This is a repost of a repost as I have yet to transfer my wildthyme/inthegarden archive to this new site. (Slowly, but surely, I’m getting there…) Anyway, I got my annual phone-call-from-the-grocery-double-checking-the ingredient-list. This year it came from sister-in-law Liz, who is making a batch by herself for the first time. (Liz, here’s the recipe. Let us know how it goes…)
The original post: (and an old photo of a newborn me in my Grandpa’s lap.)
This recipe is more than a tasty addition to the Thanksgiving spread at our house. It is part tradition, part legend and part family glue. For as long as I can remember it has been the vital ingredient to Thanksgiving – the smell of this dish baking makes the day official. I could actually do without a turkey and without something made from pumpkin as long as there is a pan of this dressing in the oven.
My grandfather, Felipe Hernandez, collected this recipe from a chef at Milam’s Cafeteria in San Antonio, Texas at some point during his career as a meat supplier. In the 50’s or 60’s? (Mom maybe you can put a timeframe on it.) One of my very earliest kitchen memories is watching Grandpa, Grandma and Uncle Sam mixing up a double (maybe triple) batch of this dressing a couple of days before Thanksgiving. I remember sitting on the green stool with the fold-out steps, in the corner of the kitchen, listening, watching and inhaling the smell of onion and green pepper. I was supposed to stay out of the way, but Uncle Sam let me stir the mixture a couple of times. I remember huge bowls – were they really huge or was I really small? There were lots of backseat chefs giving instructions on the size of the dice and the amount of stock to use and there was a lot of the same banter that happens now when my family gathers for a chopping, toasting, mixing extravaganza.
There is something very settling in knowing that wherever my sister is, she is boiling eggs, making stock and crumbling cornbread on Wednesday night too. There is often a phone call or two to make sure that we have all the ingredients. Although honestly, we can both make this shopping trip by heart – except for the parsley – the phone call is usually a parsley reminder. By the way, if you really want to enjoy this recipe – I recommend you pair it with cranberry relish and good company and that you ignore, for at least one day, the nutritional facts.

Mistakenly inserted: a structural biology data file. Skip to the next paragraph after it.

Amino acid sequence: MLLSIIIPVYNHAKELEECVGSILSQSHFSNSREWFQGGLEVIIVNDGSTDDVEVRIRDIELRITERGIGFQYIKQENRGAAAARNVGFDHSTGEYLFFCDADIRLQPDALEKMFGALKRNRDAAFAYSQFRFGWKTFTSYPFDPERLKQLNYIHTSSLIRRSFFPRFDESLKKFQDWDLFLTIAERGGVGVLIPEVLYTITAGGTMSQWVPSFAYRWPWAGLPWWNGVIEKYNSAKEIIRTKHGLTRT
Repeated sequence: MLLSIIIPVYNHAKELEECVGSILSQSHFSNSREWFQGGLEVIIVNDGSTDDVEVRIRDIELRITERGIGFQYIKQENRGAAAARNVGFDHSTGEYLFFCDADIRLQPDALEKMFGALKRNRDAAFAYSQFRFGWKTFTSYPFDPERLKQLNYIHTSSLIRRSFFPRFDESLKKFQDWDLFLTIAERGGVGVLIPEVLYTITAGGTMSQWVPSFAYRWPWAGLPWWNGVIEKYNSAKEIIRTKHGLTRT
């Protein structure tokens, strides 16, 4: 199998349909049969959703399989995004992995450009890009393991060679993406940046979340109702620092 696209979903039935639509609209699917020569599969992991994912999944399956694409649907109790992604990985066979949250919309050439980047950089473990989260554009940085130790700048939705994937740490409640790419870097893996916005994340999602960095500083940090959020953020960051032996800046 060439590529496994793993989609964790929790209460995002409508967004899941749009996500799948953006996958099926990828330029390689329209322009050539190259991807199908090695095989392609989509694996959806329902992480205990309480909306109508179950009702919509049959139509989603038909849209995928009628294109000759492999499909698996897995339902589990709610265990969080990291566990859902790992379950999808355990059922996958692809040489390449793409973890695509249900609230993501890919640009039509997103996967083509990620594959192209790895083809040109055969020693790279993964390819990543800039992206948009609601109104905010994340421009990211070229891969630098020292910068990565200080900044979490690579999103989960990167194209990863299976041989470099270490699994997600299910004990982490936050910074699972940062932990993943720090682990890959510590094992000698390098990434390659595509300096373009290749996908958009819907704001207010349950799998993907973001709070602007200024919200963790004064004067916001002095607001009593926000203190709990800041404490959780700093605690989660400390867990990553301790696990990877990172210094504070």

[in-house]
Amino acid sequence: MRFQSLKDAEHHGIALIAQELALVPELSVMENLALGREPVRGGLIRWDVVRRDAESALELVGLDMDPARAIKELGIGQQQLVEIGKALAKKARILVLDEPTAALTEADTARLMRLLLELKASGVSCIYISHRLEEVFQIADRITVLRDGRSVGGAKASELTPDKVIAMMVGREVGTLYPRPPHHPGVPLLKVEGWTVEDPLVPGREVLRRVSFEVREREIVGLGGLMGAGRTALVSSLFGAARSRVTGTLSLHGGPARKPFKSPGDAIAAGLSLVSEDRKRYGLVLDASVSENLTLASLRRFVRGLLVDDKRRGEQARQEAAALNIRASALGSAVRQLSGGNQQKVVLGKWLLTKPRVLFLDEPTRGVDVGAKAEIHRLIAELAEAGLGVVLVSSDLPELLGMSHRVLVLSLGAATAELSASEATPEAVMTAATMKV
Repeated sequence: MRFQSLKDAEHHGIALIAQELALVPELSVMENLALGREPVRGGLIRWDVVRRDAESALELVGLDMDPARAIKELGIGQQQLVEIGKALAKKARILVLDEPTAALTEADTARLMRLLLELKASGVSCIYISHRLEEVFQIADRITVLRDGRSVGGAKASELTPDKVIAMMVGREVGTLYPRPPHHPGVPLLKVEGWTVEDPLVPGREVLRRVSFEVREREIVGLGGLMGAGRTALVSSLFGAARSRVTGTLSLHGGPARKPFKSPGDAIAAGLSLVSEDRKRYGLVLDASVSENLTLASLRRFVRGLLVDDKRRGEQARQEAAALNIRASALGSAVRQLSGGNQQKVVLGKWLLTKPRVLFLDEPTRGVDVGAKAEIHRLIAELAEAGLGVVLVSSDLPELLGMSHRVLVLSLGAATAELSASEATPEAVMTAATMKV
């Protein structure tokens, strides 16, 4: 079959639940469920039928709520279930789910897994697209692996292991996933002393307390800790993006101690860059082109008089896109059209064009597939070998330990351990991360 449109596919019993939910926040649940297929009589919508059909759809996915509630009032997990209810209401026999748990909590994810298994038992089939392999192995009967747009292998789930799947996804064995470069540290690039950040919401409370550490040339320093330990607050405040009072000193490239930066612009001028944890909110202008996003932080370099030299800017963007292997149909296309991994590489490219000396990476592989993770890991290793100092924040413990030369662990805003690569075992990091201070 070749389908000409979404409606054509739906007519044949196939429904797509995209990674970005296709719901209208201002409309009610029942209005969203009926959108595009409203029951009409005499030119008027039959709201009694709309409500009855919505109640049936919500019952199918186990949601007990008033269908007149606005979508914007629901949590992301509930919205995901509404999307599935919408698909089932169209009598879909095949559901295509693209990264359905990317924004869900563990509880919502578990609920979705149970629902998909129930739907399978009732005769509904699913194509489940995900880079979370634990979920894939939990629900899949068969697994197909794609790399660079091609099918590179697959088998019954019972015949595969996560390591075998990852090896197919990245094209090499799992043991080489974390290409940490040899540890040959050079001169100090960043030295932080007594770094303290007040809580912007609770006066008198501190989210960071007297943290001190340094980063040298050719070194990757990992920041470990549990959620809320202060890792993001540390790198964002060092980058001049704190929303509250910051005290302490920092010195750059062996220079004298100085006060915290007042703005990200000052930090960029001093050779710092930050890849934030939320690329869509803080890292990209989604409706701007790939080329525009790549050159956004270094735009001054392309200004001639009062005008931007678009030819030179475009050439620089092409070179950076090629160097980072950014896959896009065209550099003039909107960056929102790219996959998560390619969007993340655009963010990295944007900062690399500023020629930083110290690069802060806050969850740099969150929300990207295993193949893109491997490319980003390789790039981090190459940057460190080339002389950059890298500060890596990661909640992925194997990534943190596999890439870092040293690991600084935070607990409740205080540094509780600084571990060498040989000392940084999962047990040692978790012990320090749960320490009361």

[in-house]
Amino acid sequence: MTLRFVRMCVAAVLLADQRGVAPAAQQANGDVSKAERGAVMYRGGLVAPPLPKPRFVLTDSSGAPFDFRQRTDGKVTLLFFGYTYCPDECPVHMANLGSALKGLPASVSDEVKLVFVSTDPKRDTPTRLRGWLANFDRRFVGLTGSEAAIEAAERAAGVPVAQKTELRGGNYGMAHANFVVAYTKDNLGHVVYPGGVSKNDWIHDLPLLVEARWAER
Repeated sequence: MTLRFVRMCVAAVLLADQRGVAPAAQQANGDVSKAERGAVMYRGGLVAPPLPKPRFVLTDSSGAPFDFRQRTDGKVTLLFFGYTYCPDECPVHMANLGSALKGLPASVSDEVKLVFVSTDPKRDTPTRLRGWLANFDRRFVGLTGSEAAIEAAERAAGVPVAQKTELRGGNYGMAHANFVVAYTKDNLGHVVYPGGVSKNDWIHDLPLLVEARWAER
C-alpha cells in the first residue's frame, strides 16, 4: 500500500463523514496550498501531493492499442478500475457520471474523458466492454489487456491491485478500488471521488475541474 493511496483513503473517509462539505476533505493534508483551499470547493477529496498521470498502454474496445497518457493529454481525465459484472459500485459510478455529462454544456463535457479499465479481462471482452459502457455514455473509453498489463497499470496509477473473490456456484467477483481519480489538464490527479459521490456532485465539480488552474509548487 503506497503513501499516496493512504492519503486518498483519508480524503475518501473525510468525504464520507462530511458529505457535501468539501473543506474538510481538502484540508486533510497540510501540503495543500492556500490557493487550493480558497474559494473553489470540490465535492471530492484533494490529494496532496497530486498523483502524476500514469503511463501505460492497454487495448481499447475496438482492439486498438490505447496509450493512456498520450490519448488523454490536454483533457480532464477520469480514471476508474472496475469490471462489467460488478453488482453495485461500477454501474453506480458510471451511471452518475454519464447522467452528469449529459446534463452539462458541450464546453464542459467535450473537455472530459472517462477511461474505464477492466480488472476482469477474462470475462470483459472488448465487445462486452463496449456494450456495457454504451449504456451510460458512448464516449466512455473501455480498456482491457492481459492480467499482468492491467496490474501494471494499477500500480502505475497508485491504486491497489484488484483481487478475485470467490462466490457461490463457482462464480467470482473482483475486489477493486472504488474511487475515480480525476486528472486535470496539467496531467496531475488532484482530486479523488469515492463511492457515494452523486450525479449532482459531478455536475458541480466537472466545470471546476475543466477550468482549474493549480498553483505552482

Grandpa Hernandez’s Dressing Recipe
1 1/2 bunch celery, diced
1/2 lb. onion, diced
2 cups green pepper, diced
2 apples, Rome or Winesap, diced
1 cup parsley, minced
2 loaves white bread, toasted and chopped
1 8 x 8 pan cornbread, crumbled
3 hard-boiled eggs, diced
1 lb mild sausage
1 lb. bacon
1 lb. butter
3 -5 cups turkey stock
Brown meats, save fat. Saute celery, green peppers in all butter and meat fats. Add onion. Cook until transparent. Make stock from neck, quartered onion and celery leaves. (Salt if desired.) Toast and chop bread. Crumble cornbread. In large container, add breads and vegetable mixture. Add apples, eggs, meats, and parsley. Mix well. Fold stock into mixture. (Start with 3 cups and add as necessary – should be moist but not mushy.) Bake at 350 until heated through and toasted on top.Makes 12 servings.
Per serving: 527 Calories; 50g Fat (84% calories from fat)
14 g Protein; 7g Carbohydrate; 118mg Cholesterol; 1052mg Sodium
Note: This is the recipe as it was handed down. I use half the butter, and very little salt in the stock. This recipe freezes and doubles well. When doubling this recipe, I use 2 bunches of celery and 3 family size loaves of white bread. When freezing this recipe, I freeze in freezer bags uncooked. Also, I no longer stuff the turkey; we prefer the toastiness of the cooked-in-pans version.